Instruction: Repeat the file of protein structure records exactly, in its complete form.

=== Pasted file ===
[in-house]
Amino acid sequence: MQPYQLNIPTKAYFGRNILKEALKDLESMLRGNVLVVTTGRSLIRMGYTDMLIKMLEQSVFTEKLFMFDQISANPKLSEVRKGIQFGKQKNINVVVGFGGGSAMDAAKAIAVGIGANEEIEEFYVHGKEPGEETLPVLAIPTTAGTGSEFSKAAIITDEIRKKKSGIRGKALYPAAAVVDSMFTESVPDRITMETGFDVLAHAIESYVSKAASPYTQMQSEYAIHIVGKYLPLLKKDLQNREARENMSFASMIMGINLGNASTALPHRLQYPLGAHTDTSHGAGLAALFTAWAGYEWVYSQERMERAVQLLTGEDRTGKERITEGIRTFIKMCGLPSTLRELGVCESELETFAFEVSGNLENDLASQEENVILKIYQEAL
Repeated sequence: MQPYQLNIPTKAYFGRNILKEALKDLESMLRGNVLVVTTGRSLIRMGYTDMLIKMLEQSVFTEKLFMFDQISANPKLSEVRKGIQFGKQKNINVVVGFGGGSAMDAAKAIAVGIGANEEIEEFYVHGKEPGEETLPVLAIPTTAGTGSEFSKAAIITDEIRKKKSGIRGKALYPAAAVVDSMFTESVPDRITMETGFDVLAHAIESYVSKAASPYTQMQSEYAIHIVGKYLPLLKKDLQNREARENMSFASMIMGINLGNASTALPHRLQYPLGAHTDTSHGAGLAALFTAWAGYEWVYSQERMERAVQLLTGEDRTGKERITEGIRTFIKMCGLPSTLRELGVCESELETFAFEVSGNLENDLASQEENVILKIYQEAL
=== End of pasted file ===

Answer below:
[in-house]
Amino acid sequence: MQPYQLNIPTKAYFGRNILKEALKDLESMLRGNVLVVTTGRSLIRMGYTDMLIKMLEQSVFTEKLFMFDQISANPKLSEVRKGIQFGKQKNINVVVGFGGGSAMDAAKAIAVGIGANEEIEEFYVHGKEPGEETLPVLAIPTTAGTGSEFSKAAIITDEIRKKKSGIRGKALYPAAAVVDSMFTESVPDRITMETGFDVLAHAIESYVSKAASPYTQMQSEYAIHIVGKYLPLLKKDLQNREARENMSFASMIMGINLGNASTALPHRLQYPLGAHTDTSHGAGLAALFTAWAGYEWVYSQERMERAVQLLTGEDRTGKERITEGIRTFIKMCGLPSTLRELGVCESELETFAFEVSGNLENDLASQEENVILKIYQEAL
Repeated sequence: MQPYQLNIPTKAYFGRNILKEALKDLESMLRGNVLVVTTGRSLIRMGYTDMLIKMLEQSVFTEKLFMFDQISANPKLSEVRKGIQFGKQKNINVVVGFGGGSAMDAAKAIAVGIGANEEIEEFYVHGKEPGEETLPVLAIPTTAGTGSEFSKAAIITDEIRKKKSGIRGKALYPAAAVVDSMFTESVPDRITMETGFDVLAHAIESYVSKAASPYTQMQSEYAIHIVGKYLPLLKKDLQNREARENMSFASMIMGINLGNASTALPHRLQYPLGAHTDTSHGAGLAALFTAWAGYEWVYSQERMERAVQLLTGEDRTGKERITEGIRTFIKMCGLPSTLRELGVCESELETFAFEVSGNLENDLASQEENVILKIYQEAL